L.A. Dance Project is not being named a Music Center “resident company” -- a title last held by the Joffrey Ballet, which juggled a bicoastal residency between New York City and Los Angeles from 1983 to 1991. Indeed, Niles and Millepied were both cautious about the long-term future for the nascent company beyond its commission of the first program.
“It’s my hope that we’re entering a new partnership, a marriage, and we’ll see how it works and give it as much as we can,” Niles said, adding that Millepied’s interest in Los Angeles, and residence here, represented a great opportunity for the Music Center.
“To be able to be engaged so early on with an artist of his caliber, it felt like a creative risk worth taking.”
On the strength of his past work, and without his having hired a single dancer, Millepied has arranged for L.A. Dance Project to appear at Paris’ Théâtre du Châtelet. A tour of the United States, Europe and Asia through 2013 is in the offing.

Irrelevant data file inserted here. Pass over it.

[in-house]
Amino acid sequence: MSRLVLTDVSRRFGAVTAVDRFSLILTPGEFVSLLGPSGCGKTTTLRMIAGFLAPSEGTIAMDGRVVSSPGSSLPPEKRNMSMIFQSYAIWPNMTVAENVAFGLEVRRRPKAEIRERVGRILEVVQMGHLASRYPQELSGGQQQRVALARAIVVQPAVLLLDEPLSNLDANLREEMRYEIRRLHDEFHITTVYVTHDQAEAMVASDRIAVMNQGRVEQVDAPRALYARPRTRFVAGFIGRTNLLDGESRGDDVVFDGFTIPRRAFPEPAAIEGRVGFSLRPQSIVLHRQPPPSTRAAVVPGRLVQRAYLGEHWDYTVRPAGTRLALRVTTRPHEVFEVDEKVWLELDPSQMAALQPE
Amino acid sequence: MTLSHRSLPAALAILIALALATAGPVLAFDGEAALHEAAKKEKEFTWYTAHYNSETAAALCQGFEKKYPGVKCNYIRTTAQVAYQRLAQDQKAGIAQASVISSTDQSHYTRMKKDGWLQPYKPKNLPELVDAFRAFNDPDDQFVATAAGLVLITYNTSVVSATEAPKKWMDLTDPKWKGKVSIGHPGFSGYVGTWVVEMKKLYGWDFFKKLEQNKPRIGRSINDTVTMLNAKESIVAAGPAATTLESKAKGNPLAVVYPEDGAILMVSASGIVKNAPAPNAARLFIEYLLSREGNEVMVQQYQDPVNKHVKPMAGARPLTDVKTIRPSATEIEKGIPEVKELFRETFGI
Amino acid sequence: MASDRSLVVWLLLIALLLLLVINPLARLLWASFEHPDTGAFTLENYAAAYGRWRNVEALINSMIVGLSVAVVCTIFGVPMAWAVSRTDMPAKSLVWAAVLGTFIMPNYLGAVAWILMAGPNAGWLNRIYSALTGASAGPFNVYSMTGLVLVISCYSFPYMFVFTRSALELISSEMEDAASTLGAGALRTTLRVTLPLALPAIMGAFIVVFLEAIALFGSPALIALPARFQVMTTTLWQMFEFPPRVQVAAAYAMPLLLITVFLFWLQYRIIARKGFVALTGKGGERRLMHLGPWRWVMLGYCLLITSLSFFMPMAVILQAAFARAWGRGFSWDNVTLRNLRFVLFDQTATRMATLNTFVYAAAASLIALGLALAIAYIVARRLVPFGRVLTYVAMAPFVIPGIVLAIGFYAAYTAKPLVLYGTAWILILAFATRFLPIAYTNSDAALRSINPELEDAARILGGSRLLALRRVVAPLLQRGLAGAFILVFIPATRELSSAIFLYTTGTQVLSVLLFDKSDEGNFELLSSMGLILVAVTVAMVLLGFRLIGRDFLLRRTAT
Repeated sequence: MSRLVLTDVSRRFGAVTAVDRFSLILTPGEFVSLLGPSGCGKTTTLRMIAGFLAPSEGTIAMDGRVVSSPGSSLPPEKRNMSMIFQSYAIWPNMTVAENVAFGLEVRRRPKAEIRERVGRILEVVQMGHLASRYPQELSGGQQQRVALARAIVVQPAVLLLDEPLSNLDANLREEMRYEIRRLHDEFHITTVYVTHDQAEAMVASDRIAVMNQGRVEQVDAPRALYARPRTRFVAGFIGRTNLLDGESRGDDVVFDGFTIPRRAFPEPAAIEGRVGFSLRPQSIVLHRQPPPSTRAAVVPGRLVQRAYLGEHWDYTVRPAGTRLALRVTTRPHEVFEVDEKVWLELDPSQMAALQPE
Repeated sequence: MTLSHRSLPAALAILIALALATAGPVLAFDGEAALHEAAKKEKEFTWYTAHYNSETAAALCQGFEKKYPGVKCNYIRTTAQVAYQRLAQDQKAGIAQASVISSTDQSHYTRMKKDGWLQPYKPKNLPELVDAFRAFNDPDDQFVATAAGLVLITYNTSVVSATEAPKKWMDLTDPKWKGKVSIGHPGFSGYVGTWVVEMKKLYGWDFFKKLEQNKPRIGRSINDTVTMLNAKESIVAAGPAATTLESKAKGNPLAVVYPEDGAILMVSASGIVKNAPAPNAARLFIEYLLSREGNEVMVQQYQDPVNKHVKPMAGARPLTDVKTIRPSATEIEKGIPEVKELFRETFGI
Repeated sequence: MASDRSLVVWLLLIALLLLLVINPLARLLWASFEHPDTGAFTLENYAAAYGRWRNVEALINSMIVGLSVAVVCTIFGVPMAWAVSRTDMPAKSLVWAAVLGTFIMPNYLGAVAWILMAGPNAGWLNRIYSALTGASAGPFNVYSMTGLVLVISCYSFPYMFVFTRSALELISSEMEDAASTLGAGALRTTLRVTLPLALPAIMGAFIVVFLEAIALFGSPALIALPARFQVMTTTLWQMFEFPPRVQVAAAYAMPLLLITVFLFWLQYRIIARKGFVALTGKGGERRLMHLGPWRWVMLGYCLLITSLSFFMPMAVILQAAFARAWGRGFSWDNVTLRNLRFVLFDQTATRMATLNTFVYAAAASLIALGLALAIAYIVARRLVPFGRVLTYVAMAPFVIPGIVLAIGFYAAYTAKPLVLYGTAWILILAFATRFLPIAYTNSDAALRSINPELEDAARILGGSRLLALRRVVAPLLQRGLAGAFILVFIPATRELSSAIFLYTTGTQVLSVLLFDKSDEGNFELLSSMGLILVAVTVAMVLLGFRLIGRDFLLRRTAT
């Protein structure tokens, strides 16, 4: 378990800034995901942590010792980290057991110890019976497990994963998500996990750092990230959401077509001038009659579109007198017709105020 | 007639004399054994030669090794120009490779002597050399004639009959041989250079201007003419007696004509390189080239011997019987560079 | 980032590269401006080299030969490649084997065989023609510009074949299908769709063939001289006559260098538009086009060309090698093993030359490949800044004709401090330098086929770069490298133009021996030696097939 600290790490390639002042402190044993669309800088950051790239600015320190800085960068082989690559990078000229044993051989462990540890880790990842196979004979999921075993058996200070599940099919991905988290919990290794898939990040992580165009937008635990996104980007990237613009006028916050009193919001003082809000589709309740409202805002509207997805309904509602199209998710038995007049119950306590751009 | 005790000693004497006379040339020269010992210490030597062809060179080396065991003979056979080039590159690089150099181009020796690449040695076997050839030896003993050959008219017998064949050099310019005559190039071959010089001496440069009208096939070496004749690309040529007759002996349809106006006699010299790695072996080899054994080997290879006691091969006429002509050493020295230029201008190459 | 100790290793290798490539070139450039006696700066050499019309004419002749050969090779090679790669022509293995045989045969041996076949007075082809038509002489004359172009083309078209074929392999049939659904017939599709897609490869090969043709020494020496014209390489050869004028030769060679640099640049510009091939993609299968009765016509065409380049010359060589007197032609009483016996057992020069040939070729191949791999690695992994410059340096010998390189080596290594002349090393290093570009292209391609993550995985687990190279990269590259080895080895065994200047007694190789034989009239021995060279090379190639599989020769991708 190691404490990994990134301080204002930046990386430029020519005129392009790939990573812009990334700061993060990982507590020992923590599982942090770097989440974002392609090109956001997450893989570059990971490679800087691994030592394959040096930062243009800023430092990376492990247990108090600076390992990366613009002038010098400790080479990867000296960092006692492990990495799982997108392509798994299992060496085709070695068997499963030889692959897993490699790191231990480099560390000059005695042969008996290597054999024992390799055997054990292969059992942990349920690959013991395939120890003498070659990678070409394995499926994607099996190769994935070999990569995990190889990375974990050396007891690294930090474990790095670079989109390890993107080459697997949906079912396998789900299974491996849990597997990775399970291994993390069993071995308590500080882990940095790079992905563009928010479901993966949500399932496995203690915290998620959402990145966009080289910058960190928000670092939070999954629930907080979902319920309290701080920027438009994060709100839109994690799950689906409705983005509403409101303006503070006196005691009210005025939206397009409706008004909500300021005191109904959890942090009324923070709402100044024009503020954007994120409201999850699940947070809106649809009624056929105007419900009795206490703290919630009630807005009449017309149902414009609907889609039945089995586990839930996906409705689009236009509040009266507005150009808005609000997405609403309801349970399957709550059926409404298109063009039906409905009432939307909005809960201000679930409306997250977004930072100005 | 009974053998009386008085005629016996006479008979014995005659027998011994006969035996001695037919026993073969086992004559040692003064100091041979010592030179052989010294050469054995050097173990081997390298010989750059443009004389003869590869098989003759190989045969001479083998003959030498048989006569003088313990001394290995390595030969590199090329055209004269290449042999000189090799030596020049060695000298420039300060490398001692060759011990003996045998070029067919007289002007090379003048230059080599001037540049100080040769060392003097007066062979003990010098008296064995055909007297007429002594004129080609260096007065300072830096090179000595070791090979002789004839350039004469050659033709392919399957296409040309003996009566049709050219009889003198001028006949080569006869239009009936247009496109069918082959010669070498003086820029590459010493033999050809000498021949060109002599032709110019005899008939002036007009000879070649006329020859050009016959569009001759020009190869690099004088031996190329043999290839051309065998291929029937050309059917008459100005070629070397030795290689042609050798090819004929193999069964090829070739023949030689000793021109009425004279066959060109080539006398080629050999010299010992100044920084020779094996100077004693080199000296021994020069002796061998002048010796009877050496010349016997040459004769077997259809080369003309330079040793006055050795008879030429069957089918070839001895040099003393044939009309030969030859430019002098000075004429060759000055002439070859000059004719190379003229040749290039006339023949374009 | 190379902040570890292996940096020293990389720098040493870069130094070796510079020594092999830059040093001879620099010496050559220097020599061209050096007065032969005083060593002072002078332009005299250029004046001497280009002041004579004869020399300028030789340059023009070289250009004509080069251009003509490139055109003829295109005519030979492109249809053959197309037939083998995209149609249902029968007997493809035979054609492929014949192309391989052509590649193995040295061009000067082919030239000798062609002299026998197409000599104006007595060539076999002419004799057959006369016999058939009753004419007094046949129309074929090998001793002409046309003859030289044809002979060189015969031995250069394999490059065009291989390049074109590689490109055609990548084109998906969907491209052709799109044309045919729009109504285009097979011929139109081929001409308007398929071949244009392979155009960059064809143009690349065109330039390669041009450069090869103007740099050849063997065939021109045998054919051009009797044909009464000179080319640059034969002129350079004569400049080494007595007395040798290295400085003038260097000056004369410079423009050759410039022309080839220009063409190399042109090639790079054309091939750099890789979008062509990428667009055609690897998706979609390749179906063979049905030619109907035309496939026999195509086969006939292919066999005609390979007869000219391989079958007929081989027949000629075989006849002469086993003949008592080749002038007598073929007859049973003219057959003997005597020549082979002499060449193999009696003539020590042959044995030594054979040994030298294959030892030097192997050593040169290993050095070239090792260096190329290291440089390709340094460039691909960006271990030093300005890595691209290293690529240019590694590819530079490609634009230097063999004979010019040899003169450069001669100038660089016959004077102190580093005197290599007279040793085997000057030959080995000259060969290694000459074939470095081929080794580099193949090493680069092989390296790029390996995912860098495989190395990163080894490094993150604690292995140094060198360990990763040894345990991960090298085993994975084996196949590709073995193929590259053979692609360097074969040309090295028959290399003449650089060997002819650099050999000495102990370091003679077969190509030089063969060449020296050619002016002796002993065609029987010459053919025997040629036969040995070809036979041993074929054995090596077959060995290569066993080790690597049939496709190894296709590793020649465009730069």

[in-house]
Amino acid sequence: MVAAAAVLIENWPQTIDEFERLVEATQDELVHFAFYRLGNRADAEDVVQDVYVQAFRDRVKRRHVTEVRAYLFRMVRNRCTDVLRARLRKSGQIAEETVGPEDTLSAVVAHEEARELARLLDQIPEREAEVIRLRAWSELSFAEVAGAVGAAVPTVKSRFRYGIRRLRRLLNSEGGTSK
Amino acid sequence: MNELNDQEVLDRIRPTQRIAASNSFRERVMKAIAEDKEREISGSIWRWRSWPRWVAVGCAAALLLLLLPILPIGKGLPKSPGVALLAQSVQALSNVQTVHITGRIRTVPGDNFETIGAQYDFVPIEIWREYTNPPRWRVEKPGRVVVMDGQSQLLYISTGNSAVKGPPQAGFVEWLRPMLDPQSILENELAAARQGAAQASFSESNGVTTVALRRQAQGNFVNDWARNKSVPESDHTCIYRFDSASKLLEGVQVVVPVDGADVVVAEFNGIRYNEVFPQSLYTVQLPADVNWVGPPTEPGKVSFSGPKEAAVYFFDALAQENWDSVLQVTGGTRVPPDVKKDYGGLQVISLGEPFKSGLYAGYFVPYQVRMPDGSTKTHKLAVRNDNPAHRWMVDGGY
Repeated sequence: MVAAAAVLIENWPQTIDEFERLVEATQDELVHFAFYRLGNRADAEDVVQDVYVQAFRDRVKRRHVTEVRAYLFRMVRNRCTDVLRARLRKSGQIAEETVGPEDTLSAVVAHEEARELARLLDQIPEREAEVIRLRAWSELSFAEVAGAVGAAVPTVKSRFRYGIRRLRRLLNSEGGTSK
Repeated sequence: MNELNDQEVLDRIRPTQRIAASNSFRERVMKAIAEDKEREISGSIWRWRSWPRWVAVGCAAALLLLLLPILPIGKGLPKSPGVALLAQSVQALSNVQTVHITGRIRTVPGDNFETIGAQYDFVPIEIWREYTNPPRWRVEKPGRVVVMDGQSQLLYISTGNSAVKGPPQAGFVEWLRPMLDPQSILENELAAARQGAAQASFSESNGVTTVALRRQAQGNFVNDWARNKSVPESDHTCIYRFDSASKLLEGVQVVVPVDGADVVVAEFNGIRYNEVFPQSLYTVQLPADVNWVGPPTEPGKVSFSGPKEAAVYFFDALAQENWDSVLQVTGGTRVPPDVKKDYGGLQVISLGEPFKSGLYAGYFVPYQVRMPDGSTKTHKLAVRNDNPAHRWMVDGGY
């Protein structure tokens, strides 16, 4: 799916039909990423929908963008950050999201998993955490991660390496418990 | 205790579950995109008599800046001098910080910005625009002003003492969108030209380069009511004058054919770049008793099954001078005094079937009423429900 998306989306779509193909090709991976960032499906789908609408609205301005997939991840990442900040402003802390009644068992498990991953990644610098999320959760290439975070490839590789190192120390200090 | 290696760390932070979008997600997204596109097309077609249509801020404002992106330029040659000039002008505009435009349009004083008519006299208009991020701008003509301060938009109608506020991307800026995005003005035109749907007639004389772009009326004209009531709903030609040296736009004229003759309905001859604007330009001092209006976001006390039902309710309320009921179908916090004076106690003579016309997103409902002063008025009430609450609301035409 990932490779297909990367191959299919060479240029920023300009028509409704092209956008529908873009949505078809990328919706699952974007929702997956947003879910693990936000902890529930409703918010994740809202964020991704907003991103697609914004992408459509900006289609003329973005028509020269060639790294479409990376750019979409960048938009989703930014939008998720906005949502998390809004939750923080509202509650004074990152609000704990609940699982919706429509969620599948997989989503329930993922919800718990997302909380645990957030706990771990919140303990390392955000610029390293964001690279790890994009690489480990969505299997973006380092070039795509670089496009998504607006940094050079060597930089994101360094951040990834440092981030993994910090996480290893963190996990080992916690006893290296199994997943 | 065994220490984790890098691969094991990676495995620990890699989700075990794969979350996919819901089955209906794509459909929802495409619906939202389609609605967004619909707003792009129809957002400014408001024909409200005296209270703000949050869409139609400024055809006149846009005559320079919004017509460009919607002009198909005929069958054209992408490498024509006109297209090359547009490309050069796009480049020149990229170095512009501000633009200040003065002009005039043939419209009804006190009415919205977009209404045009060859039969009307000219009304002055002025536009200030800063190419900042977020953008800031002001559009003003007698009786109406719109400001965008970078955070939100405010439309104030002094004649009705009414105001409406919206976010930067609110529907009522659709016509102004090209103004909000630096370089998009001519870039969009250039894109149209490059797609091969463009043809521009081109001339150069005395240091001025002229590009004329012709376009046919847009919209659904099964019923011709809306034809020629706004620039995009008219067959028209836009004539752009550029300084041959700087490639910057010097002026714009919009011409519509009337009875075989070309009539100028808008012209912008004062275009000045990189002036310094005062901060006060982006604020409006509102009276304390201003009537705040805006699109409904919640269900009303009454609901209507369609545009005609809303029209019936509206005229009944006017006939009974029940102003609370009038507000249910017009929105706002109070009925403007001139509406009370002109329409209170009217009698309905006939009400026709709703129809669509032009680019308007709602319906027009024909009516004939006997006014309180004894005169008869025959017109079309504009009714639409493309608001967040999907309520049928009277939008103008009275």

Dancer auditions are being held Tuesday at the Japanese American Cultural and Community Center downtown. An online audition announcement declared that company members must “permanently reside in California.”
The Music Center’s imprimatur is valuable, carrying tremendous weight among audiences and donors. It’s unclear what affect its official support for L.A. Dance Project will have on the dozens of existing local companies, such as Los Angeles Ballet, which are all vying for attention and limited resources. Millepied said, however, that he wants to work with the local dance community too.
Millepied, while still a student at School of American Ballet in the 1990s, was singled out for leading roles by seminal choreographer Jerome Robbins, who became a mentor. He was invited into New York City Ballet at 18 and was promoted to principal dancer six years later in 2001. That was the same year Millepied, who was born in France, premiered his first original ballet, at the Conservatoire National de Lyon (where he also had been a student).